On the negative side, I wrote the vast majority of new pages that have been added so far during the fellowship. On the positive side, Paul Jackson contributed the single biggest page, cpuset(7), which became the fourth largest page in man-pages. (Also worth noting: in the man-pages-2.* releases, a total of 28 pages were deleted, mainly obsolete pages in Section 1.) In fact, I had hoped to be able to get even more pages written, but other tasks, such as testing, API review, and kernel patches have also taken up a significant fraction of my time during the fellowship. When considered as a (calendar) monthly rate, contributions of new pages by others are, unfortunately, essentially unchanged since before the fellowship.
So, progress towards improving contributions by others, at least in terms of new pages, has not been good. However, my gut feeling has been that more people are actually contributing to man-pages than before: the fact that there is a full-time maintainer means people are rather more likely to send bug reports, suggestions, and patches for existing pages. Here's a statistic that bears it out:
This was calculated by summing the number of contributors in each of the change logs in all of the releases over the two periods and then dividing by the number of calendar weeks in each period (185 and 28 respectively). 5.9 contributors per week is still much lower than I'd like, but my feeling is that the rate has increased steadily over the time of the fellowship, so that the current rate is already higher than 5.9, and set to increase further. (Another factor that may also have helped boost the number of reports is that in December 2007 I started adding a COLOPHON to each man page describing how to report bugs, and this change would have filtered into distribution CDs a few months later.)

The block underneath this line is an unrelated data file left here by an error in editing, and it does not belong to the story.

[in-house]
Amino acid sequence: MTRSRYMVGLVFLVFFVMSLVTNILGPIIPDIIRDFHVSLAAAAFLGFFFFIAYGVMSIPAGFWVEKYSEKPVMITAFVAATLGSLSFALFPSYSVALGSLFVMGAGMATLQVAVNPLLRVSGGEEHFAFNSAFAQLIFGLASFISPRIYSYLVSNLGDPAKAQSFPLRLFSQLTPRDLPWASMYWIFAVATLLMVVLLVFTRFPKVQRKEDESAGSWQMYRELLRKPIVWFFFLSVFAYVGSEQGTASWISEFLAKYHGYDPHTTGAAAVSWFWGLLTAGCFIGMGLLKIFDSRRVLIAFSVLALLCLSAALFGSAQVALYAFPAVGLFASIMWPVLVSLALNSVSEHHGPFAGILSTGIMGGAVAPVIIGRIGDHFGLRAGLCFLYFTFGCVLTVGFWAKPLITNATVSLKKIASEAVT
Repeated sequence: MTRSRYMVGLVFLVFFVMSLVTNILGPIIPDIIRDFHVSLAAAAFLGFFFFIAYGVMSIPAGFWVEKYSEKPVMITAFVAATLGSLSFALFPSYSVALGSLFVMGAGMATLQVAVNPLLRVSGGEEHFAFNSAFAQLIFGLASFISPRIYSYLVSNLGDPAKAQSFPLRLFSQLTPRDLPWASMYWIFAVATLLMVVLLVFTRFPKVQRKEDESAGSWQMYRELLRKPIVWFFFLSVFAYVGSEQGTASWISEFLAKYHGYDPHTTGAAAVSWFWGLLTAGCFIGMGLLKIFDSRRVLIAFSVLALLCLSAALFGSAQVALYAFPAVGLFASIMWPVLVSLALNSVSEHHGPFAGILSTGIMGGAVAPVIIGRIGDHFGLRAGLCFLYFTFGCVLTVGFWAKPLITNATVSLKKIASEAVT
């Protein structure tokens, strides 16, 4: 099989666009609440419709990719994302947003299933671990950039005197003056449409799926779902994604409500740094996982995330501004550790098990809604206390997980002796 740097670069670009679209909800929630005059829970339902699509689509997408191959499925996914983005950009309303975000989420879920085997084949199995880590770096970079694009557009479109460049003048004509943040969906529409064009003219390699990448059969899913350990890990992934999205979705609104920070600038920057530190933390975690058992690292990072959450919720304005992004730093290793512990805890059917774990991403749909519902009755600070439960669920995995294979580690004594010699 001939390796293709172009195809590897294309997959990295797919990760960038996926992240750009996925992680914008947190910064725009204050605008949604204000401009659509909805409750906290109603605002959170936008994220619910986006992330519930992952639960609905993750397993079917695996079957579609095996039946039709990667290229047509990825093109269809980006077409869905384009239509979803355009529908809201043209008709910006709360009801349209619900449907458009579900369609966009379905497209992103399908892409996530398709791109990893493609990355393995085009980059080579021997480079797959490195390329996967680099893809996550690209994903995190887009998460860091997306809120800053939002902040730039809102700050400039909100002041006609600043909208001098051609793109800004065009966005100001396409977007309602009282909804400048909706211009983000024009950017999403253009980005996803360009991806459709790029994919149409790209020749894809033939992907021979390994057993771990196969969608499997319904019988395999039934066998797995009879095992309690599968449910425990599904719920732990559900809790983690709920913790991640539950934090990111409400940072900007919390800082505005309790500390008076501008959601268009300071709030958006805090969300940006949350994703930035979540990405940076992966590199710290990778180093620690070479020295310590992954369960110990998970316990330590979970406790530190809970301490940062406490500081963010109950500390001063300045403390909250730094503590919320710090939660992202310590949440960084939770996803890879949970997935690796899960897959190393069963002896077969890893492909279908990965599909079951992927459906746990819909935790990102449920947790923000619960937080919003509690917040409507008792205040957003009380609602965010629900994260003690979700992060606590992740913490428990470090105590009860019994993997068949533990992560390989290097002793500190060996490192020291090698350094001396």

Timeliness of documentation
Things have defintely got better during the fellowship. Most additions and changes to the kernel-userland interface during the time of the fellowship have been documented in man-pages pretty much as they occur. (This contrasts with earlier times, where interface changes have sometimes been followed only months (or in extreme cases years) later by man page updates.) Most notably, Ulrich Drepper's new system calls in Linux 2.6.27 saw man pages go out a few days after the release of that kernel.
Testing and bug reporting
I've done a fair bit of this over the course of the fellowship. Most new system calls and system call extensions got tested by me before they hit mainline. This uncovered a few bugs which were then fixed. The biggest single piece of work here was for the utimensat(2) system call, producing a test suite (later integrated into LTP), along with patches that fixed the 5 or so bugs in the interface (details here).
Many existing glibc functions also got tested as I updated the man pages for them. Most notably, updates to the man pages produced about 35 bug reports related to error reporting by the math functions. The addition of man pages for various pthreads functions has also been accompanied by a lot of testing, and a half dozen or so bug reports.